Richard strove successfully to secure his own recognition from most of the continental potentates; but France gave shelter to Richmond and to the fugitives from England who were gathering to his support. Henry Tudor, Earl of Richmond, was recognised as their head by the Lancastrians, as being the male representative of the house of Beaufort, through his mother, Margaret Beaufort, who had married Edmund Tudor. Edmund's father, Owen Tudor, was a Welsh knight who had married Catherine of France, the widow of Henry V. This had brought the Tudors into some prominence, but did not, of course, affect the succession to the Crown.
Whatever Richard may have gained through his parliament in the way of popular favour was lost in the following year, when he again resorted to illegal and arbitrary methods of obtaining money. Public opinion, too, was further shocked by the rumour that Richard was contemplating a marriage with his own niece, Elizabeth; daughter of Edward IV.
There is some warrant for the belief, in the fact that Richard had abstained, and continued to abstain, from the obvious course of marrying the girl to some nonentity; and when Richard's queen died, it was commonly supposed that he had made away with her in order to facilitate the scandalous design. Richard found himself obliged to declare publicly his innocence of the purpose attributed to him.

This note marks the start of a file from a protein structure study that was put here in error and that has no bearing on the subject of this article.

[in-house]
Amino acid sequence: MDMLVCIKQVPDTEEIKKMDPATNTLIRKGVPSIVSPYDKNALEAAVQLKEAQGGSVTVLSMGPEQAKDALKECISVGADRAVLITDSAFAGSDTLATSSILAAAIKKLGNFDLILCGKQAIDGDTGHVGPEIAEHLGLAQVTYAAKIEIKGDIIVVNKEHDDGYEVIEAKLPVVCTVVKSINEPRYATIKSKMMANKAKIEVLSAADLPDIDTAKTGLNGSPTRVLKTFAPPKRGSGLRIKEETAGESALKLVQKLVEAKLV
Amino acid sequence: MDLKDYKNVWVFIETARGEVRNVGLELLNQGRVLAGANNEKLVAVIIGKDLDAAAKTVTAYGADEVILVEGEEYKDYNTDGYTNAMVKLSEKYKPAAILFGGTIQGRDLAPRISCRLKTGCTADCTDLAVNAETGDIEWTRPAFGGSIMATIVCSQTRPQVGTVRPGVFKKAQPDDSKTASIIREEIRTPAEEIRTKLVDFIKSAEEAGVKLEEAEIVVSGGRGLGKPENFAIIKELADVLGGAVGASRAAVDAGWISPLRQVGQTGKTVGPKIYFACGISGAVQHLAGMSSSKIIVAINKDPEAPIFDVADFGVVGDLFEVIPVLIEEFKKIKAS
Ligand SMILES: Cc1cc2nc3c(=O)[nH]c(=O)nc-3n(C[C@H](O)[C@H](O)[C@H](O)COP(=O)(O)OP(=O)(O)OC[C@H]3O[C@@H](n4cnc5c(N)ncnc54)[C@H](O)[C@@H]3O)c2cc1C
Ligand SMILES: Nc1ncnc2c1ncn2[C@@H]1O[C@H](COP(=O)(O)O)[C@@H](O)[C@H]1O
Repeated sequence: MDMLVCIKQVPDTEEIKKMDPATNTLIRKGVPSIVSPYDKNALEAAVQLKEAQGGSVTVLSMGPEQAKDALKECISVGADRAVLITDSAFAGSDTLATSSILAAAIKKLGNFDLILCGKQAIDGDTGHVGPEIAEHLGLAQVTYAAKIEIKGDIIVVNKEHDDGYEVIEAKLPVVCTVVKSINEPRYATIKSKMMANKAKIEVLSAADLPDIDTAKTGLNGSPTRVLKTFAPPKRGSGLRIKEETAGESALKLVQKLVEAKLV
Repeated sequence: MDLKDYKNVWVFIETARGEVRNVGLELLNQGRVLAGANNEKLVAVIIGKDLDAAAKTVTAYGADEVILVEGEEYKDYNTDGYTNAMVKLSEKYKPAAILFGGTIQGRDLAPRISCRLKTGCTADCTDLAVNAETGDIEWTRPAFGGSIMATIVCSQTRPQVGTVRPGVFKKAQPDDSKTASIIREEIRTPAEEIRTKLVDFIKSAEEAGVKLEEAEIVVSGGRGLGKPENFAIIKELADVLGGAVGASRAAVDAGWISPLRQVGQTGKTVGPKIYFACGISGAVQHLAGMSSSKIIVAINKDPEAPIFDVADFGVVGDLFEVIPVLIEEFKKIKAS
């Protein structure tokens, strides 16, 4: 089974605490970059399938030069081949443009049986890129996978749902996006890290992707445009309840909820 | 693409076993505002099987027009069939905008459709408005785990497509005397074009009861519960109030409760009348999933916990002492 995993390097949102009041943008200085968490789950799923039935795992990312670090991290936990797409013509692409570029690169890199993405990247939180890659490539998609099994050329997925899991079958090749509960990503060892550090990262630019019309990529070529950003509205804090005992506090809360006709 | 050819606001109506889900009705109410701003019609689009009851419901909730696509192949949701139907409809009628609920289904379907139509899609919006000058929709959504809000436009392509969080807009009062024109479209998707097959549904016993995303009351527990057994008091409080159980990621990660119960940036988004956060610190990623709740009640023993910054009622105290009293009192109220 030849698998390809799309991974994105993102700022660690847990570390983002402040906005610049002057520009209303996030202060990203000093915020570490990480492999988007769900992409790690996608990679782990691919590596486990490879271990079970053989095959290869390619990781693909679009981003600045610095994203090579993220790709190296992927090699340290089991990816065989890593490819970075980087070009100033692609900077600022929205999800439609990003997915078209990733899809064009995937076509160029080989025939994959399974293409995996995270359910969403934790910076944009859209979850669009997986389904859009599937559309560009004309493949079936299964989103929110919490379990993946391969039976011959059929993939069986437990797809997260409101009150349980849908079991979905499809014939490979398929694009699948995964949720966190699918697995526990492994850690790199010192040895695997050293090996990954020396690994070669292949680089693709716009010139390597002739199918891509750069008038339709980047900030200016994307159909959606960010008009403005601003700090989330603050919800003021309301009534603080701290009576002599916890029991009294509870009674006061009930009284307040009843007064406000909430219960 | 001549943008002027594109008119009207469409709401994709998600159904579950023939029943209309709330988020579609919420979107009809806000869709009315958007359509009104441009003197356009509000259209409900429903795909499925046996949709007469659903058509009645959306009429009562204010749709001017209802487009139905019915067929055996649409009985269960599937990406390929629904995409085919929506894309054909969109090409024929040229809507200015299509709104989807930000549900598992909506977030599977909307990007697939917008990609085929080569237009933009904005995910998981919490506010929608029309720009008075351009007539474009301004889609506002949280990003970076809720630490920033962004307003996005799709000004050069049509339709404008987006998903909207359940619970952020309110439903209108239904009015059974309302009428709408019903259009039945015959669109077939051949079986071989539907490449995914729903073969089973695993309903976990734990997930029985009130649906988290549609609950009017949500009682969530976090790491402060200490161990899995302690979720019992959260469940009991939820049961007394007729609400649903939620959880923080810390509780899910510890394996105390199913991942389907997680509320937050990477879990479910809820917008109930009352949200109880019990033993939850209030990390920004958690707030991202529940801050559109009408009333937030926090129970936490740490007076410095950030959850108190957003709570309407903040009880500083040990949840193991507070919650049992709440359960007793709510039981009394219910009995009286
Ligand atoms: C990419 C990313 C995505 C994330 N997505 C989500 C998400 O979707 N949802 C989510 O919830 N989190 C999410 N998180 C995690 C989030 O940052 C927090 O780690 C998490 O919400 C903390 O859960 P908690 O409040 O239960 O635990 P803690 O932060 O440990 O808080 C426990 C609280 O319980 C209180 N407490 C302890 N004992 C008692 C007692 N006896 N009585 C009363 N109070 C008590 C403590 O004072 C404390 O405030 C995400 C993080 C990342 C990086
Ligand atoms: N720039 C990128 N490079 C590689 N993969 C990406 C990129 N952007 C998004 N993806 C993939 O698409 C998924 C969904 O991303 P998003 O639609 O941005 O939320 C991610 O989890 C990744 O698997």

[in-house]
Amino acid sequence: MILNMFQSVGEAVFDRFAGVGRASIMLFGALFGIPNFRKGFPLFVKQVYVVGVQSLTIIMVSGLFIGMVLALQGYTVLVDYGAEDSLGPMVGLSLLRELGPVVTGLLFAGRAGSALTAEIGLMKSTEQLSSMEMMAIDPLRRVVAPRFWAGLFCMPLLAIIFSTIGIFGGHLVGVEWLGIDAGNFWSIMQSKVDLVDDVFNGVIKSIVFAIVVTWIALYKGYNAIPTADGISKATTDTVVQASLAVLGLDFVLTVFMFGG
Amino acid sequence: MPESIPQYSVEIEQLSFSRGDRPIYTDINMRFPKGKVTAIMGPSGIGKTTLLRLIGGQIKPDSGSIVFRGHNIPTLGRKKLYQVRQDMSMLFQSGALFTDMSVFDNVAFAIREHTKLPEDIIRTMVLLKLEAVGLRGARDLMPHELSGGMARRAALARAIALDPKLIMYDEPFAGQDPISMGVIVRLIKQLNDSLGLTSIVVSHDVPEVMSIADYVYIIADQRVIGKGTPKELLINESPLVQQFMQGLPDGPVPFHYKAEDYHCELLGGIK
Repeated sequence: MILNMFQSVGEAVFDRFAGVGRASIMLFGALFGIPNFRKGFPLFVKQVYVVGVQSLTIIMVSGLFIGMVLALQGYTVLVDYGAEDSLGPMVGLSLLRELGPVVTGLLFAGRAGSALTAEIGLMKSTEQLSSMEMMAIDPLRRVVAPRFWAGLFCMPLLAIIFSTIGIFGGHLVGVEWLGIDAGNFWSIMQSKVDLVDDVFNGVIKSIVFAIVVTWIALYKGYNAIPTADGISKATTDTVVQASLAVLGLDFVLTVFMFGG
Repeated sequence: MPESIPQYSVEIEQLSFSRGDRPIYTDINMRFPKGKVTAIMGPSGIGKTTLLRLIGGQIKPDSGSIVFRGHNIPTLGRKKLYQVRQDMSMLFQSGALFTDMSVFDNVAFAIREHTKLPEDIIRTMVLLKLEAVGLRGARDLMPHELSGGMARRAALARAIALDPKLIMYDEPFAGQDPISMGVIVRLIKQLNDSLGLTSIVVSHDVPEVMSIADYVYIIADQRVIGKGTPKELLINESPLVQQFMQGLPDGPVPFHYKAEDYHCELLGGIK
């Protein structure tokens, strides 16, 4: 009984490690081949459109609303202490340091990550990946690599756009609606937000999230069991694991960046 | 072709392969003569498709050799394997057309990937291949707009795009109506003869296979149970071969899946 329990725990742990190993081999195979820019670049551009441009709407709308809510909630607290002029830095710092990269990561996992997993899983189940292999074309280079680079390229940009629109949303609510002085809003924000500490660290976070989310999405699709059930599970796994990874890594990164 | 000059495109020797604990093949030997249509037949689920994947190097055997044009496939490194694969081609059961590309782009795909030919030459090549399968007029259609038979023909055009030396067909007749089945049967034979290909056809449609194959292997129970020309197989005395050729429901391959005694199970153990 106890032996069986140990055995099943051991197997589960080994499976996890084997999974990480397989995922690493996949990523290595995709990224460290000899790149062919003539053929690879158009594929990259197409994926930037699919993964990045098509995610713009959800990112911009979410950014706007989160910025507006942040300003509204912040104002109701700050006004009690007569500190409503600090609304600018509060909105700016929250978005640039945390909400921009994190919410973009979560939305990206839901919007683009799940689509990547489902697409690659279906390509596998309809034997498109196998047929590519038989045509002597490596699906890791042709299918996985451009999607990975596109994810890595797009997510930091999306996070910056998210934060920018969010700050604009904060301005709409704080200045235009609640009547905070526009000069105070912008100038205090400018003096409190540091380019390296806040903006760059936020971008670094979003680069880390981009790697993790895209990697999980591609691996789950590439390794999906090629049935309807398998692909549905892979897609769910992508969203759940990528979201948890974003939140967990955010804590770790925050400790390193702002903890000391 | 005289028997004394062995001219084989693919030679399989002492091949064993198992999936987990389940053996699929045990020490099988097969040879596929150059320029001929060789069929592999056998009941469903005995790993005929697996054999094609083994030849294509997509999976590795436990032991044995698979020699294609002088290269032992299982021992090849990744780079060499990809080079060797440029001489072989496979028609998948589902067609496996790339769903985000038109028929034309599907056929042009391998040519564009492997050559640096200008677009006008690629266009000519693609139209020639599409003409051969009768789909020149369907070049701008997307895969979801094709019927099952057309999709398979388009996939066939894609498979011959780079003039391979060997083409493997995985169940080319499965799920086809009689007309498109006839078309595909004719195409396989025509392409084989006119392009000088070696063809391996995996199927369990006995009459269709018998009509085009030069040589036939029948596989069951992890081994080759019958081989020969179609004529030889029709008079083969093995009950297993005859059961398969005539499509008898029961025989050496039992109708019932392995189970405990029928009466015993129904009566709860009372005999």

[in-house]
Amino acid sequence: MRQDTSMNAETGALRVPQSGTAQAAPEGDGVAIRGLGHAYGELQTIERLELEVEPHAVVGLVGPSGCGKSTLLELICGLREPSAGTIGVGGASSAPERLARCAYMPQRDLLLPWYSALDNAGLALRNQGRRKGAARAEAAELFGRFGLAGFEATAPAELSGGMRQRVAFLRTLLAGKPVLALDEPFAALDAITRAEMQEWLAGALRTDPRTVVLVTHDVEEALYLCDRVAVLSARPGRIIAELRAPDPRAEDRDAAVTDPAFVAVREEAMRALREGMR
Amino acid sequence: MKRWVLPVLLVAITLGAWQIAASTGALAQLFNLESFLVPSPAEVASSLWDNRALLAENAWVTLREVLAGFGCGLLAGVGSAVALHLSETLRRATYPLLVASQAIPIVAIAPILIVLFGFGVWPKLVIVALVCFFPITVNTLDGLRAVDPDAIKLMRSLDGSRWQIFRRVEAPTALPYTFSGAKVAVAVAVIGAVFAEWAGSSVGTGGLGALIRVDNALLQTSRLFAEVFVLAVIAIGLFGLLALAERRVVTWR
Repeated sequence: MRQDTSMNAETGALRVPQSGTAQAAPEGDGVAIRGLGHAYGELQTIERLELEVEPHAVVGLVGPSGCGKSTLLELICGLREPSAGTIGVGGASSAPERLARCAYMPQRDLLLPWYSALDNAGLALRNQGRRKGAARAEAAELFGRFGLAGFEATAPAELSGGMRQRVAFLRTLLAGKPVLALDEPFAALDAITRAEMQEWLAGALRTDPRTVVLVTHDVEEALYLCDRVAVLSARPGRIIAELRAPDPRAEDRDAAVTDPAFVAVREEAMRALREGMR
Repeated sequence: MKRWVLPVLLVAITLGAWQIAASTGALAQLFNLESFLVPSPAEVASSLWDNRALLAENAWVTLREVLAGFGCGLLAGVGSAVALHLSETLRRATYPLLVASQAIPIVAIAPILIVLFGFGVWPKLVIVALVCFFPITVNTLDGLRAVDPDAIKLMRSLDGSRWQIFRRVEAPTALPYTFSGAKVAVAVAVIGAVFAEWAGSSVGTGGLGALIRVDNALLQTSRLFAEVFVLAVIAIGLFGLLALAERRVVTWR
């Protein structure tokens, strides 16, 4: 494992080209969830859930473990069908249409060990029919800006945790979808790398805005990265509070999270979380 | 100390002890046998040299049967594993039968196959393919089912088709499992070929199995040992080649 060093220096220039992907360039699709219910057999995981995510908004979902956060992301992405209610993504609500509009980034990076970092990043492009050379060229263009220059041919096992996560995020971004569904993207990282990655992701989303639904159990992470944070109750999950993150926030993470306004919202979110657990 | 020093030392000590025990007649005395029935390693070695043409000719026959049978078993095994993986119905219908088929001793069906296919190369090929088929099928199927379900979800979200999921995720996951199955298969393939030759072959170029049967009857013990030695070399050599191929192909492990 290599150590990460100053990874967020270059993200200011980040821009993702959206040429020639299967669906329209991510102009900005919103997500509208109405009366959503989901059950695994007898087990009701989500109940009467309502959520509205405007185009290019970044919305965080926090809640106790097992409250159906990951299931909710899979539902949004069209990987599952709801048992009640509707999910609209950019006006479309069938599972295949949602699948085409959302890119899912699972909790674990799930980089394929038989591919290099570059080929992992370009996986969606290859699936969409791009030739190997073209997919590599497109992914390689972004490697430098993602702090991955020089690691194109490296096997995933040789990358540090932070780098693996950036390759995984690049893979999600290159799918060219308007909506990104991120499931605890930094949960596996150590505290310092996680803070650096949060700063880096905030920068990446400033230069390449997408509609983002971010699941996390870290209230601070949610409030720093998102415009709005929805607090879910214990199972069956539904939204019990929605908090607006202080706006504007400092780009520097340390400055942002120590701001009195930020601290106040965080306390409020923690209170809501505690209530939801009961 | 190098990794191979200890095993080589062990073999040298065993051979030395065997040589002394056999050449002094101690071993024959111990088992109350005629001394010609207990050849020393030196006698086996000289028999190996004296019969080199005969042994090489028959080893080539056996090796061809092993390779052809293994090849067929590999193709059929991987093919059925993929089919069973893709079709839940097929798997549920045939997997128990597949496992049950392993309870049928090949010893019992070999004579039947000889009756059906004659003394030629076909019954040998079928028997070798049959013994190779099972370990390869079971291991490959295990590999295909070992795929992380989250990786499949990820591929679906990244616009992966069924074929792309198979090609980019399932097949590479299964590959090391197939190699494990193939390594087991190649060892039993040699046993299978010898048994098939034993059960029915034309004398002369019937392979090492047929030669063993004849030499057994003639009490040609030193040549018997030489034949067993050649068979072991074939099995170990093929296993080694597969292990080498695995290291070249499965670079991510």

Henry Tudor invades
Through the summer, Henry was preparing for an invasion. In August he succeeded in landing at Milford Haven, being secure of Welsh support in virtue of his own Welsh descent. Richard gathered an army, but many of the lords held aloof altogether, and many of those who assembled with professions of loyalty to him were suspected, with good reason, of treacherous intent.
The Battle of Bosworth Field
The armies met at Bosworth Field. Lord Stanley was approaching, professedly to support Richard, but actually pledged to Henry. Richard's left wing, led by Northumberland, refused to join battle. Richard, in the centre, made a furious attack; so furious that for a moment there seemed a chance of victory. But only for a moment. Stanley's forces fell upon his flank. The battle was lost, but Richard refused to fly, and fell upon the field, fighting desperately. The crown he had been wearing on his helmet was picked up and set on Richmond's head by Lord Stanley; and on the field of battle the victor was hailed as King Henry VII.
This article is excerpted from the book, 'A History of the British Nation', by AD Innes, published in 1912 by TC & EC Jack, London. I picked up this delightful tome at a second-hand bookstore in Calgary, Canada, some years ago. Since it is now more than 70 years since Mr Innes's death in 1938, we are able to share the complete text of this book with Britain Express readers. Some of the author's views may be controversial by modern standards, particularly his attitudes towards other cultures and races, but it is worth reading as a period piece of British attitudes at the time of writing.